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Ray Pride

By Ray Pride

Hail Mary: lacking the very density of materiality

Random bloggotry: Chongqing reflects upon Godard’s Hail Mary: “This was one of the first art films I’ve seen in a long time, and it was horrible. It was so bad. hail_mary_02.jpgShot of moon, of waves, of contemplating a [R]ubik’s cube. I am tired of Godard’s Brechtian inauthenticity. It is weird when I think that Spike Lee is more Godard than Godard nowadays. Manny Farber said Godard was like a zoo of animals. Godard is more like a man who has thought he has launched himself into new ground and new territories, but does not realize he still sits absentmindedly at the table of high-modernism. Godard speaks to museums and old French novels. There is a reason Godard could never relate to the third world in his films. He is so rooted in his Frenchness that everything he attempted to absorb from outside the borders of himself ended up being cardboard parodies that lacked the very density of materiality.”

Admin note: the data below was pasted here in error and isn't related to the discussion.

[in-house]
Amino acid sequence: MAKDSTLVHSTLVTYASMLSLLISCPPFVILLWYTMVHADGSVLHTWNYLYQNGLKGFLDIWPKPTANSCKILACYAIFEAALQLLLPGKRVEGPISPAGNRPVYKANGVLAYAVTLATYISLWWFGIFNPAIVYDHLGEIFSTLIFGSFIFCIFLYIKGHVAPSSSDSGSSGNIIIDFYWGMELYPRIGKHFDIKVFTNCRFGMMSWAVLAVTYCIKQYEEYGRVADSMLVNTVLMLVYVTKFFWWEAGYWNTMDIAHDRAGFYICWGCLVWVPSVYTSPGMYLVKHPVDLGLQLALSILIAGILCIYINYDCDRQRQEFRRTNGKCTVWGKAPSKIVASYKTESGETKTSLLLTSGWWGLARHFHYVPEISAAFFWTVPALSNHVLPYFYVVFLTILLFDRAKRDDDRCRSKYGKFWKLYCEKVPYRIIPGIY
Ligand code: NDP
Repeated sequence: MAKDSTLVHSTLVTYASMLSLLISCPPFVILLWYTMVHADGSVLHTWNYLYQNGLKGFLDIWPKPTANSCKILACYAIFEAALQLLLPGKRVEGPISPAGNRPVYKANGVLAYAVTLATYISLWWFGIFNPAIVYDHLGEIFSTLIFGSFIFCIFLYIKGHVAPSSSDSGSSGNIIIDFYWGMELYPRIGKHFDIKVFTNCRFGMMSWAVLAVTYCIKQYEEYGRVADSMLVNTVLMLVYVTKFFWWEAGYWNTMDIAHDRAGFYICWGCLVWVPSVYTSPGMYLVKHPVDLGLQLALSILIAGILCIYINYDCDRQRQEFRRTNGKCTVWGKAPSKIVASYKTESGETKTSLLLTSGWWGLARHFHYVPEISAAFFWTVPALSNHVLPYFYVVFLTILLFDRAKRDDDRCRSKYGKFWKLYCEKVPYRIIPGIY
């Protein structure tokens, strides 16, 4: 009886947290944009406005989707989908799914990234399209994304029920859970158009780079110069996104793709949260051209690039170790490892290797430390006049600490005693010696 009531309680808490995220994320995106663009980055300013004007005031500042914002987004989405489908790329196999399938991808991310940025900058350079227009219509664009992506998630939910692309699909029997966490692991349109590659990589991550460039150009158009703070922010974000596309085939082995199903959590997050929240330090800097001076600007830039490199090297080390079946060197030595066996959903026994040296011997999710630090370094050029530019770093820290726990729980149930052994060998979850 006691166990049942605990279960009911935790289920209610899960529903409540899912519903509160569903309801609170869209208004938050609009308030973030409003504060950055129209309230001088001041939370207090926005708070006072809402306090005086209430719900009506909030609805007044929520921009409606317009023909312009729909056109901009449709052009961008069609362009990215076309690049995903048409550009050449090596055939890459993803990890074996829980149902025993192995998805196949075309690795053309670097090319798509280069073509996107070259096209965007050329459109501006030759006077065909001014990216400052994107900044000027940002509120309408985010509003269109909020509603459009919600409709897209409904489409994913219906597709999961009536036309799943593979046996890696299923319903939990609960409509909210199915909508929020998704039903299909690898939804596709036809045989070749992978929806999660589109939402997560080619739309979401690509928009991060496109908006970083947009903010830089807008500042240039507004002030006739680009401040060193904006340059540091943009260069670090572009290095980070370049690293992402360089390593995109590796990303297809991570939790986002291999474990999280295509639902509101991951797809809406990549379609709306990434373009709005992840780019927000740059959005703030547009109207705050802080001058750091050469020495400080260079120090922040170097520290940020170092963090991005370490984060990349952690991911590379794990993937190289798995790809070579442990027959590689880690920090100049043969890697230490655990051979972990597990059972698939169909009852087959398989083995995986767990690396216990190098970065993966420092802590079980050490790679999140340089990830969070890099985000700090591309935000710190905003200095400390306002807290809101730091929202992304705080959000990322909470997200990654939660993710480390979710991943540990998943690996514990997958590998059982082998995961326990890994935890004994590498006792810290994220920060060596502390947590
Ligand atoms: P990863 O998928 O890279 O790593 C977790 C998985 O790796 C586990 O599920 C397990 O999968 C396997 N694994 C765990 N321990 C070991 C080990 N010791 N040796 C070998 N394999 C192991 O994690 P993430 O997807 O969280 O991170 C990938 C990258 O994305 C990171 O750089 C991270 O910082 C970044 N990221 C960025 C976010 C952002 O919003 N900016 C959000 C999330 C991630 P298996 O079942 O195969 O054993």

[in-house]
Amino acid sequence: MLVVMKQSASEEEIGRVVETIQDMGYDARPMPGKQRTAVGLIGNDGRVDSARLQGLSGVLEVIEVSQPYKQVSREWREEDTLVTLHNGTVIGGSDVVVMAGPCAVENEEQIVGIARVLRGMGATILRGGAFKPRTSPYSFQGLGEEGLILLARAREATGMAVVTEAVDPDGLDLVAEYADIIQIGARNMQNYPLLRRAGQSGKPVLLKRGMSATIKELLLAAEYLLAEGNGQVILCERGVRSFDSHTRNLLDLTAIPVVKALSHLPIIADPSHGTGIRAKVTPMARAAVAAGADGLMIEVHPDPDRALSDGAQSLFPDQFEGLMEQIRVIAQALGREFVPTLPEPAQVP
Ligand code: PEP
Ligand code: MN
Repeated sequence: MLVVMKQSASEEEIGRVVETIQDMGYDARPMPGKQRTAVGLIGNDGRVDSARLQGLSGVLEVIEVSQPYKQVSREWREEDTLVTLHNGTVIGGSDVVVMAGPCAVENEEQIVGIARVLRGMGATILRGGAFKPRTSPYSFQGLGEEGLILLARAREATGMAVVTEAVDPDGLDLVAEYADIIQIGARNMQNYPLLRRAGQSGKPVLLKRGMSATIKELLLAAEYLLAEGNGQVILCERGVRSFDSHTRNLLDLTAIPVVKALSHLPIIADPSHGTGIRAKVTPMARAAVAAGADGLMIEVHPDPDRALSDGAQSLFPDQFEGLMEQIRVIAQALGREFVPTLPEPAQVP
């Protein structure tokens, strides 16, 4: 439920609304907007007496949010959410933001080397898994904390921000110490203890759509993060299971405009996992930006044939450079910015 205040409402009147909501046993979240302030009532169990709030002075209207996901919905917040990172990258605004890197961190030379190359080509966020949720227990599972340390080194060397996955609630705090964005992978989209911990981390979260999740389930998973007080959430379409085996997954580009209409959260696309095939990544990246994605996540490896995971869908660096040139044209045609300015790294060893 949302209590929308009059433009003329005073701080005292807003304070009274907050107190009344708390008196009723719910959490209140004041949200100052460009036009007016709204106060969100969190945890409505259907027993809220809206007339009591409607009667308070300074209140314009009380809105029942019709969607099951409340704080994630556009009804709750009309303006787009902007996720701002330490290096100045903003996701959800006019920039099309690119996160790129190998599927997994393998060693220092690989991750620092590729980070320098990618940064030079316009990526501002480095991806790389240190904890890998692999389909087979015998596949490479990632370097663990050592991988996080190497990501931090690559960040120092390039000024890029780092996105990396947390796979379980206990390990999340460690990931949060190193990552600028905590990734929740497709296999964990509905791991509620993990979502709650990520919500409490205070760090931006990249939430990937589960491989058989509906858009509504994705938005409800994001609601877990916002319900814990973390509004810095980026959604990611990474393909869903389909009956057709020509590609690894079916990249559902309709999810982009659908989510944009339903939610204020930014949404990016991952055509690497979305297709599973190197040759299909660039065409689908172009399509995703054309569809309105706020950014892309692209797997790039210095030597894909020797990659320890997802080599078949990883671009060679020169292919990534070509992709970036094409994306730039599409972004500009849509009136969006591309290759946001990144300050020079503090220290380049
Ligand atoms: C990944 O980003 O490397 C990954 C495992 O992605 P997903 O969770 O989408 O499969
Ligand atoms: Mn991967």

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What about replacing Mr. Spacey with another actor? Mr. Plummer, perhaps.
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“Would I like to see Wormwood in a theater on a big screen? You betcha. I’d be disingenuous to argue otherwise. But we’re all part of, like it or not, an industry, and what Netflix offers is an opportunity to do different kinds of films in different ways. Maybe part of what is being sacrificed is that they no longer go into theaters. If the choice is between not doing it at all and having it not go to theaters, it’s an easy choice to make.”
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